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Introduction to Philosophy of Science and Technology


Outline of the course:

 

Day / Time: Mondays and Wednesdays, 11 am to 12:30 pm

 


The course will begin with an introduction to epistemology followed by a discussion on the possible criteria of demarcation between science and folklore (common knowledge), non-science, and metaphysics. This will be followed by an introduction to logical positivism, and what is normally called the 'standard view'. A criticism of the standard view will be covered in detail.

The issues that will be covered are: nature and structure of science, characterizing the body of scientific knowledge into concepts, laws, theories, models, development and growth of scientific knowledge, characterising
scientific revolution, inter-theoretic relations, and reductionism, realism and anti-realism.

The part on philosophy of technology will address the question of what is technology through a list of historical events leading to modern technology. An introduction to the engineering and humanities "philosophies" of technology will be followed by characterising the manifestations of technology as object, knowledge, activity and volition.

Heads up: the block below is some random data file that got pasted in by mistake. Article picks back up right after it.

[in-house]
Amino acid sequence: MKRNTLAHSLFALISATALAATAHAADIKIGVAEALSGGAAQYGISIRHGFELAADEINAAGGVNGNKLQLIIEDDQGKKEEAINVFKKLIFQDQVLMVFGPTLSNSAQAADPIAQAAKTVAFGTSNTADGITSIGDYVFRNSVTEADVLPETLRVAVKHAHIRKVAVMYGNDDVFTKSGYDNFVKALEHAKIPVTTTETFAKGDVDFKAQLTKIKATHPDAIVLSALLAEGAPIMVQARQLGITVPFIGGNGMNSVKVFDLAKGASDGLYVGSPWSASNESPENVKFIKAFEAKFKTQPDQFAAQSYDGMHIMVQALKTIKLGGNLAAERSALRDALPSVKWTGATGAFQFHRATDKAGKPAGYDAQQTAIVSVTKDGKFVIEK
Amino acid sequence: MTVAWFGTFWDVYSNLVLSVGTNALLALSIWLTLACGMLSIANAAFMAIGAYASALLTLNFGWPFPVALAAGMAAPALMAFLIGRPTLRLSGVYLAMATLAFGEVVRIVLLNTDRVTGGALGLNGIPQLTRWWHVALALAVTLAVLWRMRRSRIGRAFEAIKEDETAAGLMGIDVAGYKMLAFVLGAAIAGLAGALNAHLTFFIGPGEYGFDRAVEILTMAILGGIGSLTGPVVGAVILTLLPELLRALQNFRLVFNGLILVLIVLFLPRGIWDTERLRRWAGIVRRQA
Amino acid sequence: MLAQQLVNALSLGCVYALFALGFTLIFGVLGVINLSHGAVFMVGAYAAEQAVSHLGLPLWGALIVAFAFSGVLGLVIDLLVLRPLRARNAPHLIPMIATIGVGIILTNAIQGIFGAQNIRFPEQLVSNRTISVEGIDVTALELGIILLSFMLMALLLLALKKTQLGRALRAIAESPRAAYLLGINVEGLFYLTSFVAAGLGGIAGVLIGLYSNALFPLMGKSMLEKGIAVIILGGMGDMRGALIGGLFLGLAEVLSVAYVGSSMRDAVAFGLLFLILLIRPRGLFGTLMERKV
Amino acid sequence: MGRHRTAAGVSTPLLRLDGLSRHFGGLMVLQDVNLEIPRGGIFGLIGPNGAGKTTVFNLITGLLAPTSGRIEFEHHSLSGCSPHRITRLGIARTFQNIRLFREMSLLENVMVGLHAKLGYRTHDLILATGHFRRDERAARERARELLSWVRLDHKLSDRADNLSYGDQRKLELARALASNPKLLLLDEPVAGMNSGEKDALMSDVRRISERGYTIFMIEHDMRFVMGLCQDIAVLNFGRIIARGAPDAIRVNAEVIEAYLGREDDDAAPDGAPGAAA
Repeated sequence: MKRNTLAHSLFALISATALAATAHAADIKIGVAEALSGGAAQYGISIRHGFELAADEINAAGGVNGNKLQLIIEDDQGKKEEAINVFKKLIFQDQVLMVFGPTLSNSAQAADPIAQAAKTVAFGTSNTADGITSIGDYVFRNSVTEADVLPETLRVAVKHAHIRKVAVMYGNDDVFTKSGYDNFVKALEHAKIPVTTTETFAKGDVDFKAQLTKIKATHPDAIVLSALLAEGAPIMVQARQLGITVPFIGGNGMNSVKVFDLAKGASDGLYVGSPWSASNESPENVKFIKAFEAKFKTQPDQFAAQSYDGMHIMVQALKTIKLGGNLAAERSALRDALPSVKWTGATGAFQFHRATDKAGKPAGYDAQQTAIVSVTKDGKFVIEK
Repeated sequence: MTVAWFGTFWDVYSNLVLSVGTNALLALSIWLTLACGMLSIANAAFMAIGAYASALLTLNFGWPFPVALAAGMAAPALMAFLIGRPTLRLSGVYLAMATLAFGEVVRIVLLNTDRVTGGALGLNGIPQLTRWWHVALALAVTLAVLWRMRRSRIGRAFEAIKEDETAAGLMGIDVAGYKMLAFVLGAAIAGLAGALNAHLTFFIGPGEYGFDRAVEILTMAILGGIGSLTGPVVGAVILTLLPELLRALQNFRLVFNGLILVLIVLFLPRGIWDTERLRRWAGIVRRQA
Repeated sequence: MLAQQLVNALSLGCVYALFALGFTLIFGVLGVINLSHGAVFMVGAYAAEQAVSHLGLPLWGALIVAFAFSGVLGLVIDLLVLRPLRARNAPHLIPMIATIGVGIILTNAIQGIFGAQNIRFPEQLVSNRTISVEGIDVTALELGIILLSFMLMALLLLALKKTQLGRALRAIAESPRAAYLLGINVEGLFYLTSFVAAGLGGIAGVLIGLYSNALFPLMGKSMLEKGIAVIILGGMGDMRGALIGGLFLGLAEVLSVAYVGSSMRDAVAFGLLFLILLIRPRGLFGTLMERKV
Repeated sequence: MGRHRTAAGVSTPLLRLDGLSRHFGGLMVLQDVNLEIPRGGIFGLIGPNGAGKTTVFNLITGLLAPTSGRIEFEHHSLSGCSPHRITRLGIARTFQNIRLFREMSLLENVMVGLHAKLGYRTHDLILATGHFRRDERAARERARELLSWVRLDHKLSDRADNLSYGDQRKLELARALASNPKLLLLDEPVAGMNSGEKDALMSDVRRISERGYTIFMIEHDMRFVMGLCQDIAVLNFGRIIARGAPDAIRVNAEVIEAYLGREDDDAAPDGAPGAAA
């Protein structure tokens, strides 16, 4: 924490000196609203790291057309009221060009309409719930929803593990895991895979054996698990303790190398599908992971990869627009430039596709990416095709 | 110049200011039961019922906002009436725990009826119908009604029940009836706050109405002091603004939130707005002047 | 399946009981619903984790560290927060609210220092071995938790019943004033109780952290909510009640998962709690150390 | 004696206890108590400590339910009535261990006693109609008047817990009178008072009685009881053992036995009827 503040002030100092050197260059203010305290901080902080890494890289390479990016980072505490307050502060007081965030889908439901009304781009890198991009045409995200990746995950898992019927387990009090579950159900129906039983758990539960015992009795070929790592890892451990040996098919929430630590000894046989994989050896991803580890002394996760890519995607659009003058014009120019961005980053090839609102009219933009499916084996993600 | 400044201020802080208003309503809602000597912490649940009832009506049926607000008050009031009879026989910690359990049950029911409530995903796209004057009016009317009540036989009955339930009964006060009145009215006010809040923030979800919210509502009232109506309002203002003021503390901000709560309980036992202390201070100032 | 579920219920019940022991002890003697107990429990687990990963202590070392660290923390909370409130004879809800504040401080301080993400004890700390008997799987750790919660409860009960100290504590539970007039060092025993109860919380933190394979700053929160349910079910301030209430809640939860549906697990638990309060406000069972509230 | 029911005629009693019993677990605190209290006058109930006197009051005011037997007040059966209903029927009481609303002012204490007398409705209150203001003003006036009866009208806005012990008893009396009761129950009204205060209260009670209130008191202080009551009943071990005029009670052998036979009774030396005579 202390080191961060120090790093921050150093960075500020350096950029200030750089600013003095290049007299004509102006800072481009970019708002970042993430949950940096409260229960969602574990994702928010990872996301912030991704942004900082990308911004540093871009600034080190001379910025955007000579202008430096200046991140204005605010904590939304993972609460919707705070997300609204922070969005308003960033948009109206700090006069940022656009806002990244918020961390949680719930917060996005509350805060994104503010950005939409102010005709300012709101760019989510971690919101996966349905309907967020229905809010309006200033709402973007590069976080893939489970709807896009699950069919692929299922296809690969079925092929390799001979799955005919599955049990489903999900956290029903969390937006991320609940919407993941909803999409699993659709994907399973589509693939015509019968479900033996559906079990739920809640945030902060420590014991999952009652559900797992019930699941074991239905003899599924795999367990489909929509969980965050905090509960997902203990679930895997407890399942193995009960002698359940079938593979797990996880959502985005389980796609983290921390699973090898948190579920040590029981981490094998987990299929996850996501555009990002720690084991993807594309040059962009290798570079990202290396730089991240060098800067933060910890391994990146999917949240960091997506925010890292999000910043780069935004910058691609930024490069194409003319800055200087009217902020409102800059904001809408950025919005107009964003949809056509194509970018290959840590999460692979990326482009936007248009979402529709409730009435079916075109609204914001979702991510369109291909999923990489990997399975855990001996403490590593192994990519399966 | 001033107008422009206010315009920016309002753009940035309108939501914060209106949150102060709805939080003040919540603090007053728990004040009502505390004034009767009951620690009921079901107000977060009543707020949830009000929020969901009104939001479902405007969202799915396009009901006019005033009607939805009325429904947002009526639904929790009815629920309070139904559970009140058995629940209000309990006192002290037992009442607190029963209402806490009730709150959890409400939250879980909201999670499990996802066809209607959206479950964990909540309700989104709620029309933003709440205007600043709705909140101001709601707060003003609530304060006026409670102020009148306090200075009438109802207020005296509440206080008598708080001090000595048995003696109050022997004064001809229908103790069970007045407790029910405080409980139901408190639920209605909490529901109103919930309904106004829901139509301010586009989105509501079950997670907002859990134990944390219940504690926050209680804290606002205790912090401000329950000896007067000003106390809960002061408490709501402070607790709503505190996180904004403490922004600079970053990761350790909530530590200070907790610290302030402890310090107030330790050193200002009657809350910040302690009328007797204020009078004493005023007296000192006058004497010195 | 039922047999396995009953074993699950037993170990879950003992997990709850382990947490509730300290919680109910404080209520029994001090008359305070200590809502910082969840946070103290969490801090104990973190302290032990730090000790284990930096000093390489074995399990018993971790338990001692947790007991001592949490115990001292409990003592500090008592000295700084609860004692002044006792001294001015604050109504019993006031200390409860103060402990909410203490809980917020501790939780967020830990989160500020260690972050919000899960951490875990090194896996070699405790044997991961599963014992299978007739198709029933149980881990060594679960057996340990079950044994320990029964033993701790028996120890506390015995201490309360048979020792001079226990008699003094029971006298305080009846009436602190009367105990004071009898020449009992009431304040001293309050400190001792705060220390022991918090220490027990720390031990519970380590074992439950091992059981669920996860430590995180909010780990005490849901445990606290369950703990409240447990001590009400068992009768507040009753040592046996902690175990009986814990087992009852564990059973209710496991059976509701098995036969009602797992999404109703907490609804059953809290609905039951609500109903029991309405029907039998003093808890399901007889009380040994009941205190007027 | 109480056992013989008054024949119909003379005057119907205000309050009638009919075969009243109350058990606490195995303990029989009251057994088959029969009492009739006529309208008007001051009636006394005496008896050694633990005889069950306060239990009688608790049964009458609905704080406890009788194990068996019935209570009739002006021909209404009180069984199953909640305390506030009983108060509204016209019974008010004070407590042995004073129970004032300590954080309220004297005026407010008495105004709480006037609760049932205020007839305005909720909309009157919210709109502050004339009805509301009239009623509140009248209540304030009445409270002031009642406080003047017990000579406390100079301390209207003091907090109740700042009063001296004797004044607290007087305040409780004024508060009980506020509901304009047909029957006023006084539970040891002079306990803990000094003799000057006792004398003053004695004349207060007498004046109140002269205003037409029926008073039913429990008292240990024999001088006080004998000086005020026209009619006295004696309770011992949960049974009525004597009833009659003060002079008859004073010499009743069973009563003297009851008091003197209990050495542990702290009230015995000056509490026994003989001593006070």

Two lectures will be delivered every week with an additional tutorial session.
Assessment will be continuous, and will be on the basis of active participation in the class room discussions, tutorials. Assignments will be given during the tutorial sessions (once every week.)

The course will be mainly based on:

1. Jennifer McErlean 2000, Philosophies of Science: From Foundations to Contemporary Issues, Wadsworth, Thomson Learning. [for Philosophy of Science]
2. Carl Mitcham, Thinking through technology: The path between engineering and philosophy, Univ. of Chicago Press, 1994 [for Philosophy of Technology]
Apart from the main texts, the following other texts are recommended for
comprehension and general reading.
a. F. Chalmers, What is this Thing Called Science?
b. Samir Okasha, Philosophy of Science: A Very Short Introduction
c. R. Klee, Introduction to the Philosophy of Science: Cutting Nature at its Seems
d. Nagel, The Structure of Science
e. Pap, An Introduction to the Philosophy of Science


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